If you’re a landlord wanting to market your rental property on Rightmove and the alike and bypass the cost of using a high-street letting agent, then you may want to visit the Advertise Rentals on Rightmove page.

26 Comments - join the conversation...

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Chris Hall2011-12-19 10:33:16

Good luck to anyone trying to sell their most precious and expensive asset privately in this market. What you and every other commentator misses when singing the praises of selling privately is that any good estate agent earns his or her commission by negotiating a sale to EXCHANGE OF CONTRACTS. Anyone can agree a sale privately but once you get embroiled in a chain, or there are issues with the survey or one of a thousand other potential issues who will then roll their sleeves up and get stuck in to sort it all out?

The Landlord Avatar
The Landlord2011-12-19 11:17:52

"in this market" people are trying to save money. If that involves a bit of extra work, and not getting it exactly right, I don't see the problem.

Thanks for your (facetious) best wishes, I'm sure everyone selling privately appreciates it :)

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Chris Hall2011-12-19 11:41:19

In our 40 years of experience, unnecessarily losing a buyer through bungling a private sale and then potentially forfeiting an onward purchase can cost dearly. Not just survey charges, solicitors fees etc. but in a FALLING MARKET this can cost thousands and thousands of pounds. Or in other words, an awful lot more than you would have saved in agent's fees!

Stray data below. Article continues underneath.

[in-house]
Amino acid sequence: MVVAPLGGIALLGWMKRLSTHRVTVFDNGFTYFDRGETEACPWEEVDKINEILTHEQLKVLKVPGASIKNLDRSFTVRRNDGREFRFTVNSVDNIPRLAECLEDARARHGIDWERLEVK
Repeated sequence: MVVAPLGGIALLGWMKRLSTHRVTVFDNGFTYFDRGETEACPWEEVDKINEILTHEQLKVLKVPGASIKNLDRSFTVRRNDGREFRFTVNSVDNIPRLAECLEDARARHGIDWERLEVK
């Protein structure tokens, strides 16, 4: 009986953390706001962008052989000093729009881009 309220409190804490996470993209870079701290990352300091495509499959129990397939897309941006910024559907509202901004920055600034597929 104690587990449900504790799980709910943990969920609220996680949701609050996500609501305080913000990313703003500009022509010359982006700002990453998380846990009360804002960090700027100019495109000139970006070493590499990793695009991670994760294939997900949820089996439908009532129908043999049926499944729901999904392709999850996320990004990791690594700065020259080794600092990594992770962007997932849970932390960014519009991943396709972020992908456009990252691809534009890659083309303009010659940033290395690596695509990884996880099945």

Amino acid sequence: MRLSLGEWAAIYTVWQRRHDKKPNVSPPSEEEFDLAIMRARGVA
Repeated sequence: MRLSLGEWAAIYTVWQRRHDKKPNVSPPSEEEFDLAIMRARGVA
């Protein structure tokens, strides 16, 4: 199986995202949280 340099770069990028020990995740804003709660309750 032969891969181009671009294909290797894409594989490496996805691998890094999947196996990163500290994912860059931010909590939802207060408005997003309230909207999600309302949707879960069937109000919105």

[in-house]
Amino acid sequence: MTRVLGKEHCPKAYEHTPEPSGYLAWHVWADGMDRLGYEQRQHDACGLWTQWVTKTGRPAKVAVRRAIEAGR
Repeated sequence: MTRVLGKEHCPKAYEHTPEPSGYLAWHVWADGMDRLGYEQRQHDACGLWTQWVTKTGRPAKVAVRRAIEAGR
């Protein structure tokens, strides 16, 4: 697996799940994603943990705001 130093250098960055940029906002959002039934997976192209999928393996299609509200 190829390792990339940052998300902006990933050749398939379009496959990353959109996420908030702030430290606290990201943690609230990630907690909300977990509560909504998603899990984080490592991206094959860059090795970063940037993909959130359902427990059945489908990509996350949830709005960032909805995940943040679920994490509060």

Like everything in life, you get what you pay for. If you've got a £1000 car that you want to sell then the Auto Trader is fine. If you've got a £50,000 Rolls Royce to sell you need a SPECIALIST to maximise it's potential and to make sure everything goes smoothly. In theory, as someone with no knowledge of the motor trade, yes I could place an advert and sell a second hand Roller, but would I get what it's worth? would I get ripped off? who knows, I'm not an expert at selling cars!

The last 3 or 4 years have meant that good, hard working, knowledgeable estate agents have had the opportunity to show their clients exactly what they do to earn their fees... Yes, in 2007 anybody could sell a house but sadly those days are long gone along with many of the so called 'agents' that popped up to cash in. If it's that easy why do seasoned developers, buy to let landlords and even the major housebuilders still use estate agents?

The Landlord Avatar
The Landlord2011-12-20 21:21:44

It's not a question of who can do the job better, in my opinion. It's a question of saving money on fees- that's what people want. If a property is worth 100k, then the property should reach that sale price, regardless of how it is being sold.

People selling property privately is picking momentum, and I don't think you'll be able to stop it, regardless of whether you think you can do a better job or not (which I'm not doubting). And while people are choosing to do it, services are becoming available to help with the process. I don't see the problem with that. Additionally, a lot of these online agents offer the support and carry the expertise of an estate agent.

Agree to disagree, I suppose.

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Debbie Evran2011-12-23 10:45:07